Monday, December 12, 2011

Bag of Bones part 1: Didja watch?

Seems pretty straightforward.
It ain't no Walking Dead. In an attempt to assuage my Sunday night horror jones, I tuned into the first night of the two-part miniseries based on Stephen King's Bag of Bones--a novel that narrativizes what truly terrifies me and most of my friends: writer's block. And that should have been my first clue that this King adaptation wasn't going to live up to The Stand.

Bag of Bones follows Mike Noonan, a best-selling writer who has recently lost his wife, and, for reasons that seem a little convoluted MUST WRITE A BESTSELLER IN LIKE A WEEK. So he goes to Dark Score Lake, where his wife was renovating their lake house and maybe having an affair. While there, Mike meets a cast of characters, both living and non, and communicates with his dead wife via some cowbells hanging on a moosehead in their living room. And I'll pause for everyone to think in their heads "more cowbell!"

Now, King is the master of the menacing mundane. He can take everyday objects--topiaries, shovels, cars--and render them utterly horrifying. Therefore, the cowbell thing isn't as ridiculous as it might seem. Also, Pierce Brosnan does pretty well externalizing inherently internal emotions: grief, frustration, paralysis, etc. Writer's block, though more than capable of producing creeping and pervasive dread, doesn't film all that well. Certainly not as well as, for instance, zombies. So sometimes he looks a little silly, like when he's rubbing his iPad on his face, but whatever, I'll buy it. King is less intolerable than most writers when writing about writers, so I'm with this part of the story.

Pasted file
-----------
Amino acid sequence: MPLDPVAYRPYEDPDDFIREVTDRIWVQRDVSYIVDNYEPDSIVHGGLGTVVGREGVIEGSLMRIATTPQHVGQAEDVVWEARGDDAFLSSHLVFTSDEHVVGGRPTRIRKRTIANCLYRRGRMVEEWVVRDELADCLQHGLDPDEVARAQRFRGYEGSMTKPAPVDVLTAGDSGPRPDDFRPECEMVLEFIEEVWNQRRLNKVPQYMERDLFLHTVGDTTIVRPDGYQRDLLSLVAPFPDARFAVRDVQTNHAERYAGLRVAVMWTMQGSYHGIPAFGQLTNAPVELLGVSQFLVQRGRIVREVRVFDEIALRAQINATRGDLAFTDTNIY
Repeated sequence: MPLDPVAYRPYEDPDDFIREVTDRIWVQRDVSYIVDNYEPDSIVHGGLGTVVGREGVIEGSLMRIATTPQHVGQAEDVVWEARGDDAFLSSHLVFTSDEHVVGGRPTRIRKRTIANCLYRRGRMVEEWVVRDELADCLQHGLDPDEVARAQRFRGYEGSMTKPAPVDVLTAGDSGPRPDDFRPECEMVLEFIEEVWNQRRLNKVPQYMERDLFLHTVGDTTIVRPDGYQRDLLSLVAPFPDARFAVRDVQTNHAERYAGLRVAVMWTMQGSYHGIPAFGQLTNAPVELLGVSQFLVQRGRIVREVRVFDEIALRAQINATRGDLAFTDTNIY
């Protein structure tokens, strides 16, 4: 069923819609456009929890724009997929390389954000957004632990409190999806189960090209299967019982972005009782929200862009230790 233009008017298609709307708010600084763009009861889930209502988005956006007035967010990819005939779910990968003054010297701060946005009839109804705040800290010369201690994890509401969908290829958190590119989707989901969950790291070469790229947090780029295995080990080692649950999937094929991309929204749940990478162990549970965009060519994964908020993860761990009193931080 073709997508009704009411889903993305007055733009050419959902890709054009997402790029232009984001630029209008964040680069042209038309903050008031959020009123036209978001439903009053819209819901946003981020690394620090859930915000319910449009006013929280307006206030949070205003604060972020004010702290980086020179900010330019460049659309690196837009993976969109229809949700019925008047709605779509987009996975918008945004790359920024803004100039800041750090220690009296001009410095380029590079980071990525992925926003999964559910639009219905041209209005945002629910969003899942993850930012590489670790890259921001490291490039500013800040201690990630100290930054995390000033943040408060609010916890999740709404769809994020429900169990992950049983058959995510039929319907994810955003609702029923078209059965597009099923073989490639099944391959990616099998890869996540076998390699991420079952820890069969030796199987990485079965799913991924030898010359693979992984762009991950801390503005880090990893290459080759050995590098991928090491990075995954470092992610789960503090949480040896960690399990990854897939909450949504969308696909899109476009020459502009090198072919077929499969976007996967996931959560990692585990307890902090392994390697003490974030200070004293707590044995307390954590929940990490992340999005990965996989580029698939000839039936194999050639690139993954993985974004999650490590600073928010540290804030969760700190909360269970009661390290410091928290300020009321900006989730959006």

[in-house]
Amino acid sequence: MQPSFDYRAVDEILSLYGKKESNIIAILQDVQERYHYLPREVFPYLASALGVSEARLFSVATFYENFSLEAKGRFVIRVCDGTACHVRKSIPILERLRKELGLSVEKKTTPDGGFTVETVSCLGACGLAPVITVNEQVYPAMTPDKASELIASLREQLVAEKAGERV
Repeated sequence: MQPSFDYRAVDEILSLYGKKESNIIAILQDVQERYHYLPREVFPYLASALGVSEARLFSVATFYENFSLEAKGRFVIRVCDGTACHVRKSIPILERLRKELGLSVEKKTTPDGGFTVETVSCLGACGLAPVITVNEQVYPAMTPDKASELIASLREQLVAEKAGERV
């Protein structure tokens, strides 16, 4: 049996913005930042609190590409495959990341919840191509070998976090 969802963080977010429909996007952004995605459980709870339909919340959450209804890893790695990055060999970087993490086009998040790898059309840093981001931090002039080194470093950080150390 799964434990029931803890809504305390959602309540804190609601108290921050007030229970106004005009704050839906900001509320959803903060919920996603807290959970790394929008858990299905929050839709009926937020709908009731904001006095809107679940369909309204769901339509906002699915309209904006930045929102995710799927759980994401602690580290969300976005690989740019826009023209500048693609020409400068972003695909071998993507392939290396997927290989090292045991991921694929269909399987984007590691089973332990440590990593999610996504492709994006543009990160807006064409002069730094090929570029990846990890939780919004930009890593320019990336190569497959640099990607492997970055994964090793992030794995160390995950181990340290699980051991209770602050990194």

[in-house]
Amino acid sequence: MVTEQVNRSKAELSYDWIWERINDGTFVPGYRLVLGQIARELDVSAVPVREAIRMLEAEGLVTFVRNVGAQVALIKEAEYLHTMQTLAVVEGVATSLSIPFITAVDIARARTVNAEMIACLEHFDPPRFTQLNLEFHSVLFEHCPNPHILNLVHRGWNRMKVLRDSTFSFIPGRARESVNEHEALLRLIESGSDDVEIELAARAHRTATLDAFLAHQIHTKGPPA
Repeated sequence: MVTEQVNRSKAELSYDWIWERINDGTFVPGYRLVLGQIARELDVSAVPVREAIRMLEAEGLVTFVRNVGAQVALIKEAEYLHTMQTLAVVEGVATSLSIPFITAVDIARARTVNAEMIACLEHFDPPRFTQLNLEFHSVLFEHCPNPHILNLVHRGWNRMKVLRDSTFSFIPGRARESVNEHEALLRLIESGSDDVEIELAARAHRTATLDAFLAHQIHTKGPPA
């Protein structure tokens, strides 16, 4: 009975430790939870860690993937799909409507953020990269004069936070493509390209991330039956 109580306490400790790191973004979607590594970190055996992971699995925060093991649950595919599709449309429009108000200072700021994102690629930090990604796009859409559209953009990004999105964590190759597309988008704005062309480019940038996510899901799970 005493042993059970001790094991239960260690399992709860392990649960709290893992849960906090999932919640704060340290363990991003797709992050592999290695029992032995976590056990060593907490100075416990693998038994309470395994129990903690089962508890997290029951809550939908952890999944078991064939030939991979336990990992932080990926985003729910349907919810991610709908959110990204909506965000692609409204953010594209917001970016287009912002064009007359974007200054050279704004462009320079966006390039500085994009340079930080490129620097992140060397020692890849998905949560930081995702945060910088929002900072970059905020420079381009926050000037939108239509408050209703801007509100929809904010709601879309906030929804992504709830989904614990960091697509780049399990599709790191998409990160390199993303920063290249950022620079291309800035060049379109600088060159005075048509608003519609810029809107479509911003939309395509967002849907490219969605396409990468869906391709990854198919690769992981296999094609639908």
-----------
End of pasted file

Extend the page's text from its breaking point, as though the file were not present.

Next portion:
I'm also sort of into these huge portraits hanging around the house, which I'm sure will turn out to be evil.

What is so far NOT working for me is the Game-of-Thrones-size cast of characters Noonan encounters in Dark Score. There is a young mother, her daughter who she saved from drowning at the hands of her husband, her evil father-in-law, a ghost of a drowned little girl, a ghost of a singer from the '30s (Anika Noni Rose, looking and sounding great and deserving better),

SO would be my Halloween costume if this had come out a few months ago.
a ghost of someone with a gaping head wound, and everyone Mike hounds about whether his wife was having an affair. It's a bit much to be getting on with in two hours. I'll tune in tonight, but mainly because of Brosnan, who, I have it on very good information, is even better looking in person. Therefore, I think he deserves our support.

So this, except more handsome.

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